If the Arthurian themes that have announced themselves throughout the series are to be followed in the present episode--and there seems to be something of the "did not die, but went into another place" at work--then the current situation seems to be an imagining of Britain after the fall of Arthur. The prophesied legend gone after briefly holding back a period of chaos following imperial rule seems to describe both the presumable aftermath of the legend and the previous seasons of the series, making the current episode something of an interesting bit of medievalist work. Many such works assume a medieval stasis (a term I borrow from TV Tropes, and it fits); Tolkien's works have their heroes in mail and wielding swords across millennia and more, and the many derivatives do much the same. Robin Hobb's Elderlings corpus does, as well, although it does at least work with the idea that technological development is not uniform and shows some developments as the works progress. And Legendary Defender is not immune; the few scenes depicting the pre-Empire Galra show technology not less advanced than what they wield in the main series.

Part of the prevailing medieval stasis inheres in not looking at the medieval/ist that would follow the medieval works being adapted and appropriated. Not much is said about what follows the return of the king (and even Tolkien's appendices are light compared to the rest of the corpus). The current episode suggests a subversion of that--and one very much in line with what is seen of medieval literary practices, which often read as a series of tagged-on "And then he [and it's almost always a he, unfortunately] did this." We are getting to see some of the fallout of the heroic exertions from previous seasons, which is a good thing. Looking at what comes next promises to be worth doing.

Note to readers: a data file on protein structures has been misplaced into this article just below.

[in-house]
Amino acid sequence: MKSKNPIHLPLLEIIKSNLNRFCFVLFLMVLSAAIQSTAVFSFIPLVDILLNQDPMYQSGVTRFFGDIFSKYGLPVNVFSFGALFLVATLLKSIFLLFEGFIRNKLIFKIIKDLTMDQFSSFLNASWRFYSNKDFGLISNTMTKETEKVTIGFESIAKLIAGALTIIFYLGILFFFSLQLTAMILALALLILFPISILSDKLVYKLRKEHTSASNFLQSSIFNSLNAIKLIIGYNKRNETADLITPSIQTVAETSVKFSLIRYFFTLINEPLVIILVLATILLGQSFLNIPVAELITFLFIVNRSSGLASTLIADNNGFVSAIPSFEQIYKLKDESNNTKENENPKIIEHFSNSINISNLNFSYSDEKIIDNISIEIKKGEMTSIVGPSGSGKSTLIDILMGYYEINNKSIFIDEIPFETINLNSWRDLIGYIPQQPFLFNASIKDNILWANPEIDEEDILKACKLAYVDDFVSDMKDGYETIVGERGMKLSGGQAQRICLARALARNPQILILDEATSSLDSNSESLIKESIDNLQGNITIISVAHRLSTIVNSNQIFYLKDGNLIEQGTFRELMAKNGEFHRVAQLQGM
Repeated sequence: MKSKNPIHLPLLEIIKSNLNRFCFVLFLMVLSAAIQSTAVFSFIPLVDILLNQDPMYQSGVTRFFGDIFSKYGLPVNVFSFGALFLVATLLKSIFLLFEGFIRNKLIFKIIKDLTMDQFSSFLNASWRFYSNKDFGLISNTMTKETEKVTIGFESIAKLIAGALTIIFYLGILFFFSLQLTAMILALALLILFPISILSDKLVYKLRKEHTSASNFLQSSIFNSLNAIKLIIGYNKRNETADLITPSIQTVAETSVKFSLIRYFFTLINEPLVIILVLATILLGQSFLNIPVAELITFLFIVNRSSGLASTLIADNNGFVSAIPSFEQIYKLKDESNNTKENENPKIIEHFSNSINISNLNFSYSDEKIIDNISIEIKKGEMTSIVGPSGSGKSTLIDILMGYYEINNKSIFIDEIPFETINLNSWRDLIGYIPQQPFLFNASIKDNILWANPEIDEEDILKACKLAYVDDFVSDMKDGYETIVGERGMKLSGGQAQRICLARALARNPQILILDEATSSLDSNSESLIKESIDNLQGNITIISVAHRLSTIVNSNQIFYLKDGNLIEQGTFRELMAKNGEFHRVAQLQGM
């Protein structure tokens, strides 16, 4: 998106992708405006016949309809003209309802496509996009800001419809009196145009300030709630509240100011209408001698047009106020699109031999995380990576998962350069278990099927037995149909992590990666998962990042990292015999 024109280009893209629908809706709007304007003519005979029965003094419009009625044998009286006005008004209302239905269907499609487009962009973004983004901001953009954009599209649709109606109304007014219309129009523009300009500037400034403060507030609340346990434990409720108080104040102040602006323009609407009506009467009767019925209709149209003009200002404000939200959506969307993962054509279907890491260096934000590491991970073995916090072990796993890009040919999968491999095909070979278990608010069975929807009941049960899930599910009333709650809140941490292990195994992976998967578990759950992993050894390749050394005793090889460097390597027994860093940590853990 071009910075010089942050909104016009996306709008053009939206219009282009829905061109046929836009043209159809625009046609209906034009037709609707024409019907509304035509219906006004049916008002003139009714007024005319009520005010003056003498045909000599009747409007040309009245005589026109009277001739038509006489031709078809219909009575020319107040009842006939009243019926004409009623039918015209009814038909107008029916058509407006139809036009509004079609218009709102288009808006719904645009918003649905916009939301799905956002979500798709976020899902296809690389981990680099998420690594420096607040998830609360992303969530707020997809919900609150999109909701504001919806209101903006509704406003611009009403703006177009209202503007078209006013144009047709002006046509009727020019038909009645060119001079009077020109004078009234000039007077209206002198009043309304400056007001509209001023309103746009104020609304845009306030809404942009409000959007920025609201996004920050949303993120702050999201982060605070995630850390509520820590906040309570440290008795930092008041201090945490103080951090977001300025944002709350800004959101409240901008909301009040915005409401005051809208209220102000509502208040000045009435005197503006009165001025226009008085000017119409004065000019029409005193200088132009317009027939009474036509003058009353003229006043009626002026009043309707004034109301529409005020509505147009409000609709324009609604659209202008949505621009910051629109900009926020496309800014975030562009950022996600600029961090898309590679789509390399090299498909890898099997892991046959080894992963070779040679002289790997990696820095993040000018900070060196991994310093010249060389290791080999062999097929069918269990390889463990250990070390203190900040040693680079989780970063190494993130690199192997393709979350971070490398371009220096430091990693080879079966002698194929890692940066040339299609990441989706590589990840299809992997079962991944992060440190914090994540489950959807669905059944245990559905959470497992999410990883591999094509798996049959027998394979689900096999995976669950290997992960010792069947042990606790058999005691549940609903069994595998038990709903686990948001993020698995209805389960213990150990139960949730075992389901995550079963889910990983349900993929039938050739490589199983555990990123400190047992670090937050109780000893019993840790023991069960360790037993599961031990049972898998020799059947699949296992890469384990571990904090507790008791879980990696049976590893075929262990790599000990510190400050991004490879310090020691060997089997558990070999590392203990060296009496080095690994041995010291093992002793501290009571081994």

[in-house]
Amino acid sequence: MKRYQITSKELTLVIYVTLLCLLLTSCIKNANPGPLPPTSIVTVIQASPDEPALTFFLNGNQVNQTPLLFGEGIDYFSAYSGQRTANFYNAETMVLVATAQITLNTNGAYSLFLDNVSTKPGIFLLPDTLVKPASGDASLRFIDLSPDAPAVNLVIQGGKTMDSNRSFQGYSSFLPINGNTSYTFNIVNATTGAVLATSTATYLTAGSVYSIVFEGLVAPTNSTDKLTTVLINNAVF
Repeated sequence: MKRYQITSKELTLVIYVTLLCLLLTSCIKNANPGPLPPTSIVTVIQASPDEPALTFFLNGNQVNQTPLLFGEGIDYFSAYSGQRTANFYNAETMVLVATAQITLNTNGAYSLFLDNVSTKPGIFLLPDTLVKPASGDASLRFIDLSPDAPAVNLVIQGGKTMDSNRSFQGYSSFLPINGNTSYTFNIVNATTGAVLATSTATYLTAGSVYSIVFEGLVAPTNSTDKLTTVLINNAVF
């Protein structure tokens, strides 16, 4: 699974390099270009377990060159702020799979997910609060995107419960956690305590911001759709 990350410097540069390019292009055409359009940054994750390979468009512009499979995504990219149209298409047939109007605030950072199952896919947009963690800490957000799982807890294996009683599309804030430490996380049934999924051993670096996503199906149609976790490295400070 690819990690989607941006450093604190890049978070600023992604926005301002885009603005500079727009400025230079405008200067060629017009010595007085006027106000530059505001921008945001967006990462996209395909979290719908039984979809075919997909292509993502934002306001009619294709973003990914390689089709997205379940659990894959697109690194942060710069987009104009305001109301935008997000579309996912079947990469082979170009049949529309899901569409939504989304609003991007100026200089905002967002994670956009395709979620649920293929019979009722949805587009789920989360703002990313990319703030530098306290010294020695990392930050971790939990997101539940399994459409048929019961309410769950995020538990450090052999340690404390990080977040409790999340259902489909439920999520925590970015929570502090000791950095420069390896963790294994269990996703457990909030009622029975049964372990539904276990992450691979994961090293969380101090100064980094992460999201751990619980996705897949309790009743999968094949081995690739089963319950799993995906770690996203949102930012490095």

Thursday, September 6, 2018

Voltron: Legendary Defender (Re)Watch 7.2, "The Road Home"

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Matters grow more serious as the Paladins of Voltron attempt to return to Earth.

7.2, "The Road Home"

Written by Joshua Hamilton
Directed by Michael Chang.


Pidge attempts to make contact with Earth from the planet where the Paladins have been in the wake of the Castle of Lions' destruction; she is not successful. Hunk considers the Yellow Lion, and Romelle asks about his connection to it before Pidge reports on their current limitations. The Paladins confer about the return to Earth. The difficulties in effecting that return are noted.

Enumeration of difficulties in progress.
Image taken from the episode, used for reporting and commentary.
Among the challenges is that of transportation. The few animals present have difficulties traveling together by nature, and the Lions are not designed to be passenger vehicles. Lance offers a solution that seems to work--for most--and the Paladins set out, if slowly. The trip gets off to a mixed start, with some of the Paladins having an easier time than others. Passenger changes are effected, and travel continues.

As they proceed, Krolia suggests a layover at a Blade of Marmora holding. As they approach, they find the redoubt silent and empty of life; it has obviously been attacked and reduced--and it comes under attack again, Galra forces presenting a problem to the understrength Lions. Keith's wolf teleports among the Lions amid the battle, redistributing passengers again. And ships seeming to be of Lotor's design begin to take the Lions captive; the Paladins attempt to form Voltron in response, but they cannot do so, and they seek to retreat. It does not go well for them; they are clearly facing an unorthodox, superior commander.